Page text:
pension funds; (5) for certain  shareholders  who  are  dual-resident  taxpayers;  (6)  for
certain  domestic  partnerships;  (7)  for  certain  short-term ownership of PFIC stock (30 days or
less); and (8) for certain bona fide residents of certain US territories.

Form 8621 must be filed whether or not the shareholder files a US federal income tax return. The
statute of limitation period to assess additional tax does not begin to run on the failure to file
the form. Importantly, a protectively filed form 8621 does not trigger the beginning of the
limitation period to assess additional tax. The Treasury relies instead on reasonable- cause
statements to provide relief. Moreover, if a shareholder holds interests in multiple PFICs, the
shareholder must file a separate form 8621 for each PFIC and cannot consolidate the forms for
filing purposes.

New DRE regulations. An entity, such as a US LLC, that has a single owner and is not classified as
a corporation is generally a DRE and disregarded as separate from its owner under other
regulations. A DRE is generally not subject to US tax-filing requirements and thus generally does
not need to obtain an  employer  identification  number  (EIN)  unless  it  files  an entity
classification election. If an entity must obtain an EIN, it should file form SS-4, “Application
for Employer Identification  Number,”  and  therein  identify  a  responsible  party (generally,
the individual with control over, or entitlement to, the entity’s assets); this method applies
unless the sole reason for applying for an EIN is to make an entity classification election and
the entity is foreign-owned.

A domestic corporation, a domestic partnership, and a foreign corporation engaged in a trade or
business in the United States must—unlike a DRE—file an annual income tax return. A domestic corporation that is at least 25 percent foreign-owned has additional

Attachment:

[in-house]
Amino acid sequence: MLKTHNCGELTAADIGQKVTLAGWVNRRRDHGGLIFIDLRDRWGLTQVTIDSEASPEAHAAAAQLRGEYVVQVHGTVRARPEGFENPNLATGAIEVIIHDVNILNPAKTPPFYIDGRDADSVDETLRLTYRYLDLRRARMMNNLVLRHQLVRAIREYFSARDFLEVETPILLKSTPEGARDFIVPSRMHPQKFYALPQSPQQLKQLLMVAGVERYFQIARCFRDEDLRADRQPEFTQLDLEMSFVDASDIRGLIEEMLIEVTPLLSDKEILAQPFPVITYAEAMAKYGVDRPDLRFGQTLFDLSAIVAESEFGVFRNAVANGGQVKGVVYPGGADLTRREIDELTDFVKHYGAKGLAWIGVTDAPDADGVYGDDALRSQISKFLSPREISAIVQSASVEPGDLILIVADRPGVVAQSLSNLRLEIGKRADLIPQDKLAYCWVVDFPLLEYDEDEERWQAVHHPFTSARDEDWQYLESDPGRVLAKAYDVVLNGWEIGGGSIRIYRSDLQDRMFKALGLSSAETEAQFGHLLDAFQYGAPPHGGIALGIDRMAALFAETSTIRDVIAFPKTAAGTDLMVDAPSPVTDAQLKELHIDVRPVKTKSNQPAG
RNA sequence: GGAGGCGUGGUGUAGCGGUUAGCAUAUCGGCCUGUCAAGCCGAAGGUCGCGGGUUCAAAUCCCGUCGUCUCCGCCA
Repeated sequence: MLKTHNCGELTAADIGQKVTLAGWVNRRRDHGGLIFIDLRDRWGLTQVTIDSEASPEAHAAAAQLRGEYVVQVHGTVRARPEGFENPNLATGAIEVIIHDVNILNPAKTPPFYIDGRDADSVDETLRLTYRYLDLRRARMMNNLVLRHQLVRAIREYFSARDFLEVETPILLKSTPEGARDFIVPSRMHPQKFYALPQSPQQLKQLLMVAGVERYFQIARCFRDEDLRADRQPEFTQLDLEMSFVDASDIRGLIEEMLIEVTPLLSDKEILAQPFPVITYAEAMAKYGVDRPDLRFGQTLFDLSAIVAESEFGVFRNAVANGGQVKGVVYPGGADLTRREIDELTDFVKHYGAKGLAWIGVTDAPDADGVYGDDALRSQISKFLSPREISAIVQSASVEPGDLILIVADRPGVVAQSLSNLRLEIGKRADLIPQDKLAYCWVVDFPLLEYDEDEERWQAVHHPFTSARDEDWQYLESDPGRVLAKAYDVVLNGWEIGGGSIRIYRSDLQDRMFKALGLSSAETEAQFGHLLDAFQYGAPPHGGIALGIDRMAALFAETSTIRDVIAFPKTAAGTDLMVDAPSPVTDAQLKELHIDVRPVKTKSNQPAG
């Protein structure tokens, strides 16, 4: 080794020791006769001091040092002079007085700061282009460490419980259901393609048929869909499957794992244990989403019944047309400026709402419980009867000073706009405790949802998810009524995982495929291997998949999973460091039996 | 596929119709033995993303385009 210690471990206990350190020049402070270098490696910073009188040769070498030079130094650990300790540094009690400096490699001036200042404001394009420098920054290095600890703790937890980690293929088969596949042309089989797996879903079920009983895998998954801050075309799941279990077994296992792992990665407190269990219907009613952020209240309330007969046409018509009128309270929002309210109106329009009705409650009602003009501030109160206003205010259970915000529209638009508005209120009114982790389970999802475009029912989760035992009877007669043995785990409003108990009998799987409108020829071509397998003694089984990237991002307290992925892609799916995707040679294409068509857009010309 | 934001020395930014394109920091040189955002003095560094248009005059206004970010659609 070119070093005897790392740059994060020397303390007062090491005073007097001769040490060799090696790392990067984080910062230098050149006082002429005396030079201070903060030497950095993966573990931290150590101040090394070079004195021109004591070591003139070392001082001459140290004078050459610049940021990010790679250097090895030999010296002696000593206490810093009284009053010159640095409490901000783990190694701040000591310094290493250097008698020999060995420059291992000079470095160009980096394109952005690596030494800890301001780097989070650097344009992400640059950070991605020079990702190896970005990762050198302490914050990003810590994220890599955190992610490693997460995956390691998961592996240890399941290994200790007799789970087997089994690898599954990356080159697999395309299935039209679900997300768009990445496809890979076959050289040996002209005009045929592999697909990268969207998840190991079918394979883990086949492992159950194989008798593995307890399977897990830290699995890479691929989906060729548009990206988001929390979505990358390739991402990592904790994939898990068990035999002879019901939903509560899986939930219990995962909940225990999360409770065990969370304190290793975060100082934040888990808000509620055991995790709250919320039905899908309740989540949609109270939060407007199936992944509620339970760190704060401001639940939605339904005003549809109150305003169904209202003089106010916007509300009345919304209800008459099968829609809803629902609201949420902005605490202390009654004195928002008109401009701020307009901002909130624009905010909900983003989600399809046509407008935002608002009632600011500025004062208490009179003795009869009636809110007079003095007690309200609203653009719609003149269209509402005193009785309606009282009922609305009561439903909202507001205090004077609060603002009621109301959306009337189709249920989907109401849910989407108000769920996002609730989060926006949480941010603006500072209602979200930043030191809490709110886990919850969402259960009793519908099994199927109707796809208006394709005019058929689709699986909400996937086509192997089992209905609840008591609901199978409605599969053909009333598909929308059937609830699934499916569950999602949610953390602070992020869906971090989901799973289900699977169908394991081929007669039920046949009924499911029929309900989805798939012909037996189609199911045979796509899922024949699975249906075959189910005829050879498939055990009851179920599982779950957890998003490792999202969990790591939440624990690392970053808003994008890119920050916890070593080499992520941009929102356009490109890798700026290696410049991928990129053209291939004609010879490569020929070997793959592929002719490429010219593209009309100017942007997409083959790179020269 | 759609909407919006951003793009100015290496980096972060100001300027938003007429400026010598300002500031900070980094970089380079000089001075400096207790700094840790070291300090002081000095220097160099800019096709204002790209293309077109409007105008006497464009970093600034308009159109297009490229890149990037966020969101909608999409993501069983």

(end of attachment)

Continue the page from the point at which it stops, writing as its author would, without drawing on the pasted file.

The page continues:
information-reporting and record-maintenance requirements,  including  the  filing  of  an  annual 
return  on form 5472, “Information Return of a 25% Foreign-Owned U.S. Corporation or a Foreign
Corporation Engaged in a U.S. Trade or  Business,”  for  each  related  party  with  which  it  had
 any “reportable transactions.” These corporations must also keep records sufficient to establish
the accuracy of the return, including any relevant information regarding related parties.

Generally, a foreign-owned US DRE does not have US reporting obligations unless it is engaged in
a US trade or business or has certain types of US-source income. However, solely for the purposes
of the reporting requirements, a US DRE that is wholly owned by one foreign person is treated under
the new DRE regulations as a domestic corporation separate from its owner: thus, such a DRE is
subject to the reporting and record- keeping  requirements  currently  applicable  to  a  25 
percent foreign-owned US corporation.

For  the  purposes  of  the  new  DRE  regulations,  a  foreign person  is  considered  to  wholly 
own  a  domestic  DRE  if  the foreign  person  has  direct  or  indirect  sole  ownership  of  the
entity. To that end, indirect sole ownership means “ownership by one person entirely through one or
more other [DREs] or through one or more grantor trusts, regardless of whether any such [DRE] or
grantor trust is domestic or foreign.”

The new DRE regulations do not affect an entity’s classification for other purposes.
Consequently, the DRE must file IRS form 5472 and maintain related records for reportable trans-
actions  with  the  entity’s  foreign  owners  or  other  foreign related  parties.  To  complete 
this  filing,  an  entity  must  also obtain  an  EIN  by  filing  a  form  SS-4  with 
responsible-party information, including the responsible party’s social security number,  and  the 
party’s  individual  taxpayer  identification number (ITIN) or EIN.